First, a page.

Gareth Porter

Iraqi bases are part of a plan for permanent US land bases in the Middle East and Central Asia.

Instead of moving toward accommodating the demand of Iraqi PM Nouri al-Maliki for a timetable for US military withdrawal, the George W Bush administration and the US military leadership are continuing to pressure their erstwhile client regime to bow to the US demand for a long-term military presence. The emergence of this defiant US posture toward the Iraqi withdrawal demand underlines just how important long-term access to military bases in Iraq has become to the US military and national security bureaucracy ingeneral.From the beginning, the Bush administration’s response to the al-Maliki withdrawal demand has been to treat it as a mere aspiration that the US need not accept.

The counter-message that has been conveyed to Iraq from a multiplicity of US sources, including former CENTCOM commander William Fallon, is that the security objectives of Iraq must include continued dependence on US troops for an indefinite period. The larger, implicit message, however, is that the US is still in control, and that it — not the Iraqi government — will make the final decision. That point was made initially by State Department spokesman Gonzalo Gallegos, who stated flatly on July 9 that any US decision on withdrawal “will be conditions-based”. In a sign that the US military is also mounting pressure on the Iraqi government to abandon its withdrawal demand, Fallon wrote an op-ed in the New York Times July 20 that called on Iraqi leaders to accept the US demand for long-term access to military bases.

Fallon, who became something of a folk hero among foes of the Bush administration’s policy in the Middle East for having been forced out of his CENTCOM position for his anti-aggression stance, takes an extremely aggressive line against the Iraqi withdrawal demand in the

op-ed. In fact the piece is remarkable not only for its condescending attitude toward the Iraqi government, but for its peremptory tone toward it.

Fallon is dismissive of the idea that Iraq can take care of itself without US troops to maintain ultimate control. “The government of Iraq is eager to exert its sovereignty,” Fallon writes,

“but its leaders also recognise that it will be some time before Iraq can take full control of security.”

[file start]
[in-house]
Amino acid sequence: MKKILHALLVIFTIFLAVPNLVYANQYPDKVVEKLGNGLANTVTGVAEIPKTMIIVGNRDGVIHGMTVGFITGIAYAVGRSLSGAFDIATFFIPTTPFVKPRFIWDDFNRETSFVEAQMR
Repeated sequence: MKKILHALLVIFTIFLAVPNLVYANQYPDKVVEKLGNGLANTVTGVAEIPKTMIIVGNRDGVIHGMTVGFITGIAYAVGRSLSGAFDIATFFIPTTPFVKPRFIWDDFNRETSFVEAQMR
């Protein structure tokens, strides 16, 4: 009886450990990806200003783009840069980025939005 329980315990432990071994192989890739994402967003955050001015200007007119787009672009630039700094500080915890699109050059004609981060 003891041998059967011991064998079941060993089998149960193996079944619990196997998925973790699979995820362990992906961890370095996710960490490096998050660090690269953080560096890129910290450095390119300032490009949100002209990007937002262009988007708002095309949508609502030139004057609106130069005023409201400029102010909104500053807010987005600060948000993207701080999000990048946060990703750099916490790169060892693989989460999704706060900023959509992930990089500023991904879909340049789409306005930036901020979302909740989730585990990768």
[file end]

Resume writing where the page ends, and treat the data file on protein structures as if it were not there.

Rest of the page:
Fallon goes on to insist that “the government of Iraq must recognise its continued, if diminishing reliance on the American military”. And in the penultimate paragraph, he demands “political posturing in pursuit of short-term gains must cease”.

Fallon, now retired from the military, is obviously serving as a stand-in for US military chiefs for whom the public expression of such a hard-line stance against the Iraqi withdrawal demand would have been considered inappropriate. But the former US military proconsul in the Middle East, like his active-duty colleagues, appears to actually believe that the US can intimidate the al-Maliki regime. The implicit assumption is that the US has both the right and power to preempt Iraq’s national interests in order to continue to build its military empire in the Middle East. A July 14 story by Washington Post national security reporter Walter Pincus said that the Army had requested $184 million to build power plants at its five main bases in Iraq. The five bases, Pincus reported, are among the “final bases and support locations where troops, aircraft and equipment will be consolidated as the US military presence is reduced”.

An adviser to al-Maliki, Sadiq Rikabi, also told the Washington Post that al-Maliki was insisting on specific timelines for each stage of the US withdrawal, including the complete withdrawal of troops. The Iraqi PM’s July 19 interview with the German magazine Der Speigel, in which he said that Barack Obama’s 16-month timetable “would be the right timeframe for a withdrawal, with the possibility of slight changes”, was the Iraqi government’s bombshell in response to the Bush administration’s efforts to pressure it on the bases issue. State Department spokesman Sean McCormack emphasised at his briefing Tuesday that the issue would be determined by “a conclusion that’s mutually acceptable to sovereign nations”. That strongly implied that the Bush administration regards itself as having a veto power over any demand for withdrawal and signals an intention to try to intimidate al-Maliki.

Both the Bush administration and the US military appear to harbour the illusion that the US troop presence in Iraq still confers effective political control over its clients in Baghdad. However, the change in the al-Maliki regime’s behaviour over the past six months, starting with the PM’s abrupt refusal to go along with Gen. David Petraeus’s plan for a joint operation in Basra in mid-March, strongly suggests that the era of Iraqi dependence on the US has ended. Given the strong consensus on the issue among Shiite political forces of all stripes as well as Ayatollah Ali Sistani, the Shiite spiritual leader, the al-Maliki regime could not back down to US pressure without igniting a political crisis.